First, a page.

Jay Z Suing Former Owners of TIDAL
Jay Z said he is suing the former owners of his streaming service TIDAL for around $15 million, reported Music Business Worldwide.
According to a TIDAL spokesperson, “We are excited that one year after TIDAL launched, we have surpassed three million subscribers globally … The growth in our subscriber numbers has been even more phenomenal than we’ve previously shared. It became clear after taking control of TIDAL and conducting our own audit that the total number of subscribers was actually well below the 540,000 reported to us by prior owners … As a result, we have now served legal notice to parties involved in the sale.”
Jay Z wrote to a few of the former shareholders in TIDAL/WiMP owner Aspiro and accused them of overblowing the number of subscribers the service had when his financial entity Project Panther Bidco bought the company in March, 2015 for 464 million Swedish Krone ($57 million).
Because the company was publicly traded, “transparency of financial reporting was required.” The rapper/business mogul alleged he and his team were given a “misleading” figure for number of worldwide subscribers to the company. He also said WiMP’s business was in worse shape than the statements he received at the time of the sale indicated.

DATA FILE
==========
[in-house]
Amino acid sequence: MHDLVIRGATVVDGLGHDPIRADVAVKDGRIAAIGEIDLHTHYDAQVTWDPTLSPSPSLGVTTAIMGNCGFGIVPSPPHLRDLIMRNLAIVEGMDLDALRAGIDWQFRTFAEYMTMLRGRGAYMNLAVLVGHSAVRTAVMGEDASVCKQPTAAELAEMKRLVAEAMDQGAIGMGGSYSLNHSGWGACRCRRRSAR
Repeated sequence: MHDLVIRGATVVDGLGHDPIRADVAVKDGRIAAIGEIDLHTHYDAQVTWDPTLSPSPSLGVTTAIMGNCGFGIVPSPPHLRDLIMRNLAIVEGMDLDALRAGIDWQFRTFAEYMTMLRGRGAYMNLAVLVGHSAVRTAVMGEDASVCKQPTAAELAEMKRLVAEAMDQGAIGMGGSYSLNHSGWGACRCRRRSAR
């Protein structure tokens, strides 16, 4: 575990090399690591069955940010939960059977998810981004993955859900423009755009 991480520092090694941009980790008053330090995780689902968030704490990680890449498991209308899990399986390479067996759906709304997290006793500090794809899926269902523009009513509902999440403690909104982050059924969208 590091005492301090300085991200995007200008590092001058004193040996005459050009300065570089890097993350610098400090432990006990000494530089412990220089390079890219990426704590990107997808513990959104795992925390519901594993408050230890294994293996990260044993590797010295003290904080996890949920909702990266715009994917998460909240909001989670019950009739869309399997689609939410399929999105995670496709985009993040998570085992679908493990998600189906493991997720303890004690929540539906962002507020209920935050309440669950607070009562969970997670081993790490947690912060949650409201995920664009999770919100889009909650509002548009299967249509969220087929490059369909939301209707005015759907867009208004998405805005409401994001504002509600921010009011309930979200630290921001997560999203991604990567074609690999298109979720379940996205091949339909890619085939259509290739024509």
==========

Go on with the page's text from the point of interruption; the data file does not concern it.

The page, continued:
This allegation could explain why Jay Z revealed to Billboard when he bought the company that he was committed to fair artist payments “even if it means less profit for our bottom line.” TIDAL had reported a $10 million loss in 2014.
Schibsted Communications Manager Anders Rikter told Norwegian news outlets that the company was “unsympathetic” to Jay Z’s letter and reiterated that the company was publicly traded and thus obligated by law to give the buyers the correct numbers.
TIDAL announced the milestone of three million subscribers worldwide last week and also claimed Kanye West’s album The Life of Pablo was streamed 250 million times on its service in its first ten days. However, industry experts questioned this number, since Justin Bieber’s Purpose only recently broke Spotify’s records with 205 million global streams in its opening week, across the service’s 100 million users.